Cousin Jim and Pat recently lost their house to a fire. They lost everything including their beloved dog, Charlie. They are trying to reconstruct all of their records and important papers. What a loss. I received a note from Jim saying that in comparison to what is going on with niece Heidi and niece Janetís son Jonathan, their loss is miniscule. That isnít true, but it is true that Heidi and Jonathan are facing a much greater task.
Over ten weeks ago Jonathan had an emergency appendectomy. He didnít recover as well as one would expect. The next weeks have been one emergency after another, one operation after another. It began to feel as though he was not going to pull through. We all began to breathe a little easier when Janet wrote the following:
He's strapped to a bed that
moves back and forth to get the fluid moving. His fever is finally down but his white count is still up. I've never seen so many IVs, tubes, drains, or bottles connected to one human being. He is still on the ventilator so he can't talk, but he did open his eyes a little bit. He is still septic and has pneumonia on top of everything else. The doctor is optimistic. So are we. If you would have asked us on Monday night when his fever was almost 105, we would have told you this was the end for our boy. Now we will just keep praying for a full recovery and a calm summer with him getting stronger.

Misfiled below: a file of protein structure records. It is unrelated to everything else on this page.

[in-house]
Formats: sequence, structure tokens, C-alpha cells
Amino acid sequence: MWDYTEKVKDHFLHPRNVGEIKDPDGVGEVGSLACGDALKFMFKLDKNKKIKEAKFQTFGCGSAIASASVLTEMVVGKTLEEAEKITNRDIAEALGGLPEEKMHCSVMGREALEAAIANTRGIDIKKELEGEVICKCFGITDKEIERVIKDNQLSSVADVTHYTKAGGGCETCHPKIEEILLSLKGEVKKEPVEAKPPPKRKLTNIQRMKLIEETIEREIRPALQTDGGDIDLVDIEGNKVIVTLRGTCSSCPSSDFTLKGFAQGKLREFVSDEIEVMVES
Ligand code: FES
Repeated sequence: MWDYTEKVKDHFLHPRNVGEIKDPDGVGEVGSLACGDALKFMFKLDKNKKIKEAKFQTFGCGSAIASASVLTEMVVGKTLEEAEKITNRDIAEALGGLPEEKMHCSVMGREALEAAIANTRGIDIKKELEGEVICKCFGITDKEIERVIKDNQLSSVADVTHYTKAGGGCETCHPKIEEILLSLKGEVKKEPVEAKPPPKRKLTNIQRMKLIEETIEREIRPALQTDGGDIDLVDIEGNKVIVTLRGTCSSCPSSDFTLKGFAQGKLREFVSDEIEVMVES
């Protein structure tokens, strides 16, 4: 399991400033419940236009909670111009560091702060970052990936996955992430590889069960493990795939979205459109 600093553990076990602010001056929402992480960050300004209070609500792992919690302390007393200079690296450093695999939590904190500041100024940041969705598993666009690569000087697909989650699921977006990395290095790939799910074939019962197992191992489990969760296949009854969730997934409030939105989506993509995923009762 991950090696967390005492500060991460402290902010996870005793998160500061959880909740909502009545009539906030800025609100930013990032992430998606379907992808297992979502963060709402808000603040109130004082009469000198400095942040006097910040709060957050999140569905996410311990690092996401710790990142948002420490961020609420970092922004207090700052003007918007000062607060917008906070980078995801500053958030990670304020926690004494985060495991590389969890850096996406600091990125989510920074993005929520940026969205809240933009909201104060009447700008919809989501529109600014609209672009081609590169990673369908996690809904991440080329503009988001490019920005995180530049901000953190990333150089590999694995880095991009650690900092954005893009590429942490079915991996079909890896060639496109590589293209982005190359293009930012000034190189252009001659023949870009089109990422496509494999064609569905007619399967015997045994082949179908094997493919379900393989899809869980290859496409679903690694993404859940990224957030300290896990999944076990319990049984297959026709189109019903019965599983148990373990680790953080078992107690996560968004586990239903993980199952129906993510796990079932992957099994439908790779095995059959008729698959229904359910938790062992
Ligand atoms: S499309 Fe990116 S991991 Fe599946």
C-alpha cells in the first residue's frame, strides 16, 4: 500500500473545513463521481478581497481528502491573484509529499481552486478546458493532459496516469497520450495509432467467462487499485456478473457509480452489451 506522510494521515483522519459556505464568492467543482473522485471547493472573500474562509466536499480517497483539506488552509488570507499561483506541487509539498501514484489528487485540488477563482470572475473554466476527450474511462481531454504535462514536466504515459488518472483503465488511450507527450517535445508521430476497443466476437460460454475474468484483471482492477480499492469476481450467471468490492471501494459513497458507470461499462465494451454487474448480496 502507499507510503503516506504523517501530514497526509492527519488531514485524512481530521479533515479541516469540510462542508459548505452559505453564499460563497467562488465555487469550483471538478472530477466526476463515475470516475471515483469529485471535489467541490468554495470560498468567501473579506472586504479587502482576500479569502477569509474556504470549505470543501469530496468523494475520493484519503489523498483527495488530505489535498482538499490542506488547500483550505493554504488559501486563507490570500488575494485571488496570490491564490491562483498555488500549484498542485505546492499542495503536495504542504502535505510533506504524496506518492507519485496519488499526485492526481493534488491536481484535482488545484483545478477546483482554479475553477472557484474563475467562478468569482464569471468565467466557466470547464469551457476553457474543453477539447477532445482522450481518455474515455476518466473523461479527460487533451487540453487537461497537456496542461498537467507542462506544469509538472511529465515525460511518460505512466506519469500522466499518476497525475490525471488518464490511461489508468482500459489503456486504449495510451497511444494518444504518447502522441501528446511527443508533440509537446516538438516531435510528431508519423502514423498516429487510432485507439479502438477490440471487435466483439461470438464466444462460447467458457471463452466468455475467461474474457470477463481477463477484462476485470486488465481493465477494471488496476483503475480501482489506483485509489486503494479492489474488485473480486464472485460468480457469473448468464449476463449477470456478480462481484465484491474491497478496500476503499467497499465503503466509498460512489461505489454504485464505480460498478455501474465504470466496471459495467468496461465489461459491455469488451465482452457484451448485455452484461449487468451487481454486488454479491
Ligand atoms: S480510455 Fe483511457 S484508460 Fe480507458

At the same time, my niece Heidi, in Montana, was going through her own medical emergency. Just two years ago, she was diagnosed with three different kinds of breast cancer. She went through chemo and we began to feel that she was out of the woods, but when I arrived in Billings, Heidi was having trouble with swollen gums and bruising. She went to several dentists and doctors and was diagnosed with Acute Myeloid Leukemia (AML). She has been admitted to the hospital for 30 days to undergo chemo and will then go to Denver for 60 to 100 days for a bone marrow transplant. They have three kids: Whitney, who is 19; Seth, who is 14 and Morgan who is 8. Her husband, Mark, is often out of town so there will be a juggling act going on in their house. The situation is complicated by the fact that Heidiís mother, Eunice, is living in their house. Unfortunately, Eunice is unable to care for herself and is under the care of Hospice.
My sisters and I are going to try to help in whatever way we can. I have a stack of books that I will take back to read to Eunice. We hope to encourage and comfort the children and perhaps take some of the burden off of Carol who is still assuming much of the care of Eunice.
Perspective - A sense of proportion.
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